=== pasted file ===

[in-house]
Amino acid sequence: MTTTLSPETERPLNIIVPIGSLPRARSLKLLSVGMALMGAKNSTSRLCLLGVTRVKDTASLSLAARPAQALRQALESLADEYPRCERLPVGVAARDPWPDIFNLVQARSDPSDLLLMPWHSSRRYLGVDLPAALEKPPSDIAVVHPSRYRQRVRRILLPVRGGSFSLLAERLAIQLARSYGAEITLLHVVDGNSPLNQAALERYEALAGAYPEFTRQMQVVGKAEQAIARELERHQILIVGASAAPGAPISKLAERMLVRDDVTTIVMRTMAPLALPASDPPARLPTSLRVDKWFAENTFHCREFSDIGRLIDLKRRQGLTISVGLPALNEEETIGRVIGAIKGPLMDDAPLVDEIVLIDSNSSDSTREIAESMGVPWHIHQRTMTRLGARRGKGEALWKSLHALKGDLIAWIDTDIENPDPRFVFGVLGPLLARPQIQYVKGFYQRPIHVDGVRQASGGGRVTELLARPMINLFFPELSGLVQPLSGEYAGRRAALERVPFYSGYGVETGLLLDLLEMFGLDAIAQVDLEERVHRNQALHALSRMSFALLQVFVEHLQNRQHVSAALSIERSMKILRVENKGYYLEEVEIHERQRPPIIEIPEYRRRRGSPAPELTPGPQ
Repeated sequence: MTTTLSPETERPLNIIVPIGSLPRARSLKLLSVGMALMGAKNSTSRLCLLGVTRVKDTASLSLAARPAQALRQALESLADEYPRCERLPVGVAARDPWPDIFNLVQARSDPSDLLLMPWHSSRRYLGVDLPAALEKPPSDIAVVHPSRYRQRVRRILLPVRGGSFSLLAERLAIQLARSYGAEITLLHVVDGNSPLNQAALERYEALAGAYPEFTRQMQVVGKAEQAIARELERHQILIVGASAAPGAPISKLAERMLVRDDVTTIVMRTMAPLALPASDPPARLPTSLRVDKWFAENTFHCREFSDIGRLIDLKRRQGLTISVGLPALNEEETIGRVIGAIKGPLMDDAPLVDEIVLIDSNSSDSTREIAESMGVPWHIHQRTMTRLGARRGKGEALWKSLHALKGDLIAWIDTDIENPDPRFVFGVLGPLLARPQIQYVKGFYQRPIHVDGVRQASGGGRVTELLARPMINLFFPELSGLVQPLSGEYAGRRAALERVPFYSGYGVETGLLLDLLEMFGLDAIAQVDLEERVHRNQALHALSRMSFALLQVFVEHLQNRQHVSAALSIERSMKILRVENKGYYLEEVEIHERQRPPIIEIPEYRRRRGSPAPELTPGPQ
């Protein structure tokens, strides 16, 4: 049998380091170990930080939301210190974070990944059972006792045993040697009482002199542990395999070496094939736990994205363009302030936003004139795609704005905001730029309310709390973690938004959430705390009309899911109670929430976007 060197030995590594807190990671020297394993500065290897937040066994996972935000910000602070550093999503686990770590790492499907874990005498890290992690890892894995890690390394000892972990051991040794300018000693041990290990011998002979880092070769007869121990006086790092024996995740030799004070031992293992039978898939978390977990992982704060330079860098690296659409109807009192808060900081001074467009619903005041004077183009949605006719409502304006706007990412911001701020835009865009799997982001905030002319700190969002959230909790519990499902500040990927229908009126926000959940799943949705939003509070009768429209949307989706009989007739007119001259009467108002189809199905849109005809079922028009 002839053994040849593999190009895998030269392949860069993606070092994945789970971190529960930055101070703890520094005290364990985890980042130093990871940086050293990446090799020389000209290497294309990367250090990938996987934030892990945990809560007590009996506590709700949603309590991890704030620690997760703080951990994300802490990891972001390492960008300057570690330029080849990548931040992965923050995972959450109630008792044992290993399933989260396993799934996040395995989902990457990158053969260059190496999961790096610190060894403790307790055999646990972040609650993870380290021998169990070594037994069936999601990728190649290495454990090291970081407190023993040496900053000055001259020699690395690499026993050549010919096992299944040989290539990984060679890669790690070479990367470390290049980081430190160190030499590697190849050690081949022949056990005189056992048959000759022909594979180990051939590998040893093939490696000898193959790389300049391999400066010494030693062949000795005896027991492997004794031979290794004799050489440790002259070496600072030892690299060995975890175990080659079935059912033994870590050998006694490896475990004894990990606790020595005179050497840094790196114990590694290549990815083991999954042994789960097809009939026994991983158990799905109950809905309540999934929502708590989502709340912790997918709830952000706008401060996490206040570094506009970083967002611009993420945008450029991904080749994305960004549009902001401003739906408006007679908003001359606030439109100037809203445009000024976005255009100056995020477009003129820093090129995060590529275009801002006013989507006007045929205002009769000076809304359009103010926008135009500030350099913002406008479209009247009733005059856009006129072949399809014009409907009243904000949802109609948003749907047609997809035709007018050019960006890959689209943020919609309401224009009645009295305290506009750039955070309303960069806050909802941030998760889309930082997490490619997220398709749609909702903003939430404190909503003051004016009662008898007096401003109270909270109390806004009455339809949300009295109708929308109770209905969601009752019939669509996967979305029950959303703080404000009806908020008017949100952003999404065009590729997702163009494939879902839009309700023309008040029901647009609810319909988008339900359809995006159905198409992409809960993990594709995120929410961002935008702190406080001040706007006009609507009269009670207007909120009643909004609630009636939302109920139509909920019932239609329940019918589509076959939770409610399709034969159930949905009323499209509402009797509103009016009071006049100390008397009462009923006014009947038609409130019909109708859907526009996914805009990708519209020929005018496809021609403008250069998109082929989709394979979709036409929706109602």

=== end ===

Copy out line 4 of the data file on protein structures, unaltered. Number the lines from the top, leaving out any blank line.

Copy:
């Protein structure tokens, strides 16, 4: 049998380091170990930080939301210190974070990944059972006792045993040697009482002199542990395999070496094939736990994205363009302030936003004139795609704005905001730029309310709390973690938004959430705390009309899911109670929430976007 060197030995590594807190990671020297394993500065290897937040066994996972935000910000602070550093999503686990770590790492499907874990005498890290992690890892894995890690390394000892972990051991040794300018000693041990290990011998002979880092070769007869121990006086790092024996995740030799004070031992293992039978898939978390977990992982704060330079860098690296659409109807009192808060900081001074467009619903005041004077183009949605006719409502304006706007990412911001701020835009865009799997982001905030002319700190969002959230909790519990499902500040990927229908009126926000959940799943949705939003509070009768429209949307989706009989007739007119001259009467108002189809199905849109005809079922028009 002839053994040849593999190009895998030269392949860069993606070092994945789970971190529960930055101070703890520094005290364990985890980042130093990871940086050293990446090799020389000209290497294309990367250090990938996987934030892990945990809560007590009996506590709700949603309590991890704030620690997760703080951990994300802490990891972001390492960008300057570690330029080849990548931040992965923050995972959450109630008792044992290993399933989260396993799934996040395995989902990457990158053969260059190496999961790096610190060894403790307790055999646990972040609650993870380290021998169990070594037994069936999601990728190649290495454990090291970081407190023993040496900053000055001259020699690395690499026993050549010919096992299944040989290539990984060679890669790690070479990367470390290049980081430190160190030499590697190849050690081949022949056990005189056992048959000759022909594979180990051939590998040893093939490696000898193959790389300049391999400066010494030693062949000795005896027991492997004794031979290794004799050489440790002259070496600072030892690299060995975890175990080659079935059912033994870590050998006694490896475990004894990990606790020595005179050497840094790196114990590694290549990815083991999954042994789960097809009939026994991983158990799905109950809905309540999934929502708590989502709340912790997918709830952000706008401060996490206040570094506009970083967002611009993420945008450029991904080749994305960004549009902001401003739906408006007679908003001359606030439109100037809203445009000024976005255009100056995020477009003129820093090129995060590529275009801002006013989507006007045929205002009769000076809304359009103010926008135009500030350099913002406008479209009247009733005059856009006129072949399809014009409907009243904000949802109609948003749907047609997809035709007018050019960006890959689209943020919609309401224009009645009295305290506009750039955070309303960069806050909802941030998760889309930082997490490619997220398709749609909702903003939430404190909503003051004016009662008898007096401003109270909270109390806004009455339809949300009295109708929308109770209905969601009752019939669509996967979305029950959303703080404000009806908020008017949100952003999404065009590729997702163009494939879902839009309700023309008040029901647009609810319909988008339900359809995006159905198409992409809960993990594709995120929410961002935008702190406080001040706007006009609507009269009670207007909120009643909004609630009636939302109920139509909920019932239609329940019918589509076959939770409610399709034969159930949905009323499209509402009797509103009016009071006049100390008397009462009923006014009947038609409130019909109708859907526009996914805009990708519209020929005018496809021609403008250069998109082929989709394979979709036409929706109602």